Climate activists set up camp in Aberdeen's St Fittick's Park in ETZ protest

Climate activists have set up camp in an Aberdeen park in protest over plans to build an Energy Transition Zone (ETZ).

The group will occupy part of St Fittick’s Park, a third of which could be used to develop an industrial zone aimed at boosting the renewables sector in the region.

Billionaire businessman Sir Ian Wood is the chairman of the ETZ board, which also includes representatives of Shell, the North Sea Transition Authority and Scottish Enterprise.

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But the plans have been met with opposition from some local residents and climate campaigners, with the camp due to last until Monday.

Organisers have already been given a notice to quit by the council, which owns the land, with further legal action threatened if they refuse to leave.

Scott Herrett, the spokesman for Friends of St Fittick’s Park, said: “The future of St Fittick’s Park is still in doubt, and the Climate Camp’s continued support is crucial to the campaign.

“It’s a stark reminder that the plans for the ETZ in the park are not about tackling the climate crisis.

“We hope this summer even more supporters will join our campaign. Together we can win the fight to protect St Fittick’s park from oil billionaire Ian Wood’s disastrous ETZ plans.”

To make up for the loss of some of the park, ETZ’s plans have allowed for an extension to the existing skate park, additional play facilities and space for community growing.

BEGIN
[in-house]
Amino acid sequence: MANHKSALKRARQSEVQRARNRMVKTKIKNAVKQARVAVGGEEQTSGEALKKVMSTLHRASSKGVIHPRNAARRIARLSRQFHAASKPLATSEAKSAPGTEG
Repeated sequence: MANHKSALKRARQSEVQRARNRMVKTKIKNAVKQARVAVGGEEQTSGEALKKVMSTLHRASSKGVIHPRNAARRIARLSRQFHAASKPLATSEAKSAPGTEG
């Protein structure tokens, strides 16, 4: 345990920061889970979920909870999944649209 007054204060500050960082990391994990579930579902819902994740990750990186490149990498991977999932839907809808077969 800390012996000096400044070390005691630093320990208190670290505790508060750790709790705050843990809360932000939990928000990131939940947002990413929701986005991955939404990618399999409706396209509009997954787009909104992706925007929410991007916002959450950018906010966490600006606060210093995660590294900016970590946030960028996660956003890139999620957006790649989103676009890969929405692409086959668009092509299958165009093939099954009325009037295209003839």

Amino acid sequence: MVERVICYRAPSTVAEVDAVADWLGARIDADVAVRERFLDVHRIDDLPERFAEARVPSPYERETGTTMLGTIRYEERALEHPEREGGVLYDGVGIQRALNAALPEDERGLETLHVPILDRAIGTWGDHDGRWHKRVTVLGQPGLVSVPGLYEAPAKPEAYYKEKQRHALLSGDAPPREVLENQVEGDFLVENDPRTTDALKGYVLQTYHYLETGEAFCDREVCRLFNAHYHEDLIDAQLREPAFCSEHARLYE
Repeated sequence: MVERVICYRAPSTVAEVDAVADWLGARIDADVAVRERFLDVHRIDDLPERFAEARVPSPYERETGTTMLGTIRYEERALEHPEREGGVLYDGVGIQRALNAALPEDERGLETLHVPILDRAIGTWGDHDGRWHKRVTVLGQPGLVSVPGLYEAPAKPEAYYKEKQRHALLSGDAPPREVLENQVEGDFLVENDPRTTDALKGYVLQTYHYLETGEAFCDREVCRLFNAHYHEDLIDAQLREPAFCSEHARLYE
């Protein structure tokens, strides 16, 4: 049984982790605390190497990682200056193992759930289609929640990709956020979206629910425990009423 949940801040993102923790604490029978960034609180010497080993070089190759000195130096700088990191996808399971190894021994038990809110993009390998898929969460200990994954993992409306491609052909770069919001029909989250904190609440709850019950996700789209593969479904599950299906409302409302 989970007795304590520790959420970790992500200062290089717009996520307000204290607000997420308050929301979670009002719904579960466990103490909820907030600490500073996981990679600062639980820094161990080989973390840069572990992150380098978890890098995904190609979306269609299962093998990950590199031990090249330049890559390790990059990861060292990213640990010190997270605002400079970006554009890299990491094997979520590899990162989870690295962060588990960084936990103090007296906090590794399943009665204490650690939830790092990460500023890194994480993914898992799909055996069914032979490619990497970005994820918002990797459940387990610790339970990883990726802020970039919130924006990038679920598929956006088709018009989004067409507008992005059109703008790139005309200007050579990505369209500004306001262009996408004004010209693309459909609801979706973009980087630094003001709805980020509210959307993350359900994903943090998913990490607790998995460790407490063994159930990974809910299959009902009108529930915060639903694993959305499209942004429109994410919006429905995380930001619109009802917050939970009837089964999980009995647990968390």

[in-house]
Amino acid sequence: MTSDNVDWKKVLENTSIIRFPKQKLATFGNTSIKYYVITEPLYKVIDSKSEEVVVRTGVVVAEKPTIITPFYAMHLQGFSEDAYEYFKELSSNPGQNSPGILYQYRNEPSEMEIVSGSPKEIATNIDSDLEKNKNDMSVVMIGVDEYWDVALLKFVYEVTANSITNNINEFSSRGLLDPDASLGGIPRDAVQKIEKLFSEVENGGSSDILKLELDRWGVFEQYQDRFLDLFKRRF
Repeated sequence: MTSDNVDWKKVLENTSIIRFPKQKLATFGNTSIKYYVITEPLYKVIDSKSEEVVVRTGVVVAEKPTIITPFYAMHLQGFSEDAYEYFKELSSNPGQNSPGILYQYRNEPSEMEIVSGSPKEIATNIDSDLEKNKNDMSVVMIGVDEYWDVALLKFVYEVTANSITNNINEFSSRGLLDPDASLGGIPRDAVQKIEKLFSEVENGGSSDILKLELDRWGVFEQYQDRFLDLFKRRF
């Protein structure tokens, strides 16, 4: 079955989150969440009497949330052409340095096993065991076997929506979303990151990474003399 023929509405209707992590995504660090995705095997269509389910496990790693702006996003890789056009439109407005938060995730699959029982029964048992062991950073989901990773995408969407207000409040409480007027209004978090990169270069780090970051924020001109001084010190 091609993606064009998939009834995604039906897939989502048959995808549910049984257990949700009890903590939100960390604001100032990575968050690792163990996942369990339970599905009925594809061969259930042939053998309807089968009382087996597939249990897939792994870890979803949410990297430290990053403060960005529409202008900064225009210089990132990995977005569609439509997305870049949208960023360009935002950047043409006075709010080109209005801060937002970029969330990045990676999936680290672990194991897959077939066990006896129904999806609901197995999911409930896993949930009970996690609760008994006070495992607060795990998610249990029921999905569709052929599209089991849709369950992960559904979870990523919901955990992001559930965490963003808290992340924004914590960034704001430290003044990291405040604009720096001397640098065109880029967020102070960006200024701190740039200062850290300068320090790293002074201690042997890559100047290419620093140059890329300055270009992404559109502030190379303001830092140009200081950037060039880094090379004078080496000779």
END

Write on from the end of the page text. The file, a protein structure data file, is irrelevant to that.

A spokesman for Aberdeen City Council said: “The council is aware of the climate camp set up at St Fittick’s Park.

“The council has assessed the situation in partnership with Police Scotland and, given that the land is council-owned, has liaised with the organisers, issuing them with a notice to quit.

“If they fail to vacate, the council will seek a court order as we would in all instances of unauthorised occupation.”

A spokeswoman for ETZ said: “Through our Community & Coast programme, ETZ Ltd are firmly committed to enhancing wider green spaces in proximity of the energy transition zone in co-design and collaboration with the local community.

“This will include significant improvements to St Fittick’s Park, Tullos woods and the coastal path corridor as part of the project’s wider regeneration ambitions.

“It is important to highlight that we have proposed utilising, subject to planning, a significantly reduced area of development to St Fittick’s Park with just over half of the Aberdeen City Council proposed sites being developed equating to less than a third of the park overall.

“The ability to connect land with port assets, and transport large components to and from quayside, is a fundamental requirement so we achieve the investment required to ensure Aberdeen is positioned to capitalise on the vast opportunities provided by new and green energies, particularly offshore wind.

“Almost all other ports of scale across Scotland are making similar investments and we simply don’t want Aberdeen to miss out on the opportunity to position itself as a globally recognised hub for offshore renewables and the significant job benefits this will bring.”

Those in the climate camp have also aligned themselves with those impacted by the situation faced by local residents in relation to reinforced autoclaved aerated concrete (Raac).

The unstable material has been used in building projects across the UK but, in Aberdeen, 364 council properties in the Balnagask area near Torry were found to contain the material, with residents permanently re-homed over safety fears.

“The situation residents in Torry have been faced with has torn the once strongest community in Aberdeen apart,” said Amie Bruce, a member of the Torry Community Raac Campaign group.

“People are worried, stressed and scared about their future and the financial impact of whatever decision the council makes – whether that will be remedial works, retrofit, or demolition,” she added.